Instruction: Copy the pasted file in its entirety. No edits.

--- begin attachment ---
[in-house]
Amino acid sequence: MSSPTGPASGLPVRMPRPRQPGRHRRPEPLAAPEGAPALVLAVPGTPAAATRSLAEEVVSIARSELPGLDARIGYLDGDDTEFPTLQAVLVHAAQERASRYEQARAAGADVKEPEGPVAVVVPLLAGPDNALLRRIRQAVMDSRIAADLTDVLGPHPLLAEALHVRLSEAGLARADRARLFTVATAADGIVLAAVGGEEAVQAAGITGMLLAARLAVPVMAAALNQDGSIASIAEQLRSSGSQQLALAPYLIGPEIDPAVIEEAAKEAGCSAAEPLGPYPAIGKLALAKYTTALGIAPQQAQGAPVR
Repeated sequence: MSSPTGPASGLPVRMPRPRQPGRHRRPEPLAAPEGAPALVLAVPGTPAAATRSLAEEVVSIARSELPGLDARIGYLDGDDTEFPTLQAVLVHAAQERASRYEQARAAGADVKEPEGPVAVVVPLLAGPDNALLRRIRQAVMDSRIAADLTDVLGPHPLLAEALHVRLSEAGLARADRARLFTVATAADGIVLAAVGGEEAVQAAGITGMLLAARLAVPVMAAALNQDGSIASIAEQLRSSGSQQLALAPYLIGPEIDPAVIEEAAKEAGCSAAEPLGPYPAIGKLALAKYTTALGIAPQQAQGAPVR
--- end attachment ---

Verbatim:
[in-house]
Amino acid sequence: MSSPTGPASGLPVRMPRPRQPGRHRRPEPLAAPEGAPALVLAVPGTPAAATRSLAEEVVSIARSELPGLDARIGYLDGDDTEFPTLQAVLVHAAQERASRYEQARAAGADVKEPEGPVAVVVPLLAGPDNALLRRIRQAVMDSRIAADLTDVLGPHPLLAEALHVRLSEAGLARADRARLFTVATAADGIVLAAVGGEEAVQAAGITGMLLAARLAVPVMAAALNQDGSIASIAEQLRSSGSQQLALAPYLIGPEIDPAVIEEAAKEAGCSAAEPLGPYPAIGKLALAKYTTALGIAPQQAQGAPVR
Repeated sequence: MSSPTGPASGLPVRMPRPRQPGRHRRPEPLAAPEGAPALVLAVPGTPAAATRSLAEEVVSIARSELPGLDARIGYLDGDDTEFPTLQAVLVHAAQERASRYEQARAAGADVKEPEGPVAVVVPLLAGPDNALLRRIRQAVMDSRIAADLTDVLGPHPLLAEALHVRLSEAGLARADRARLFTVATAADGIVLAAVGGEEAVQAAGITGMLLAARLAVPVMAAALNQDGSIASIAEQLRSSGSQQLALAPYLIGPEIDPAVIEEAAKEAGCSAAEPLGPYPAIGKLALAKYTTALGIAPQQAQGAPVR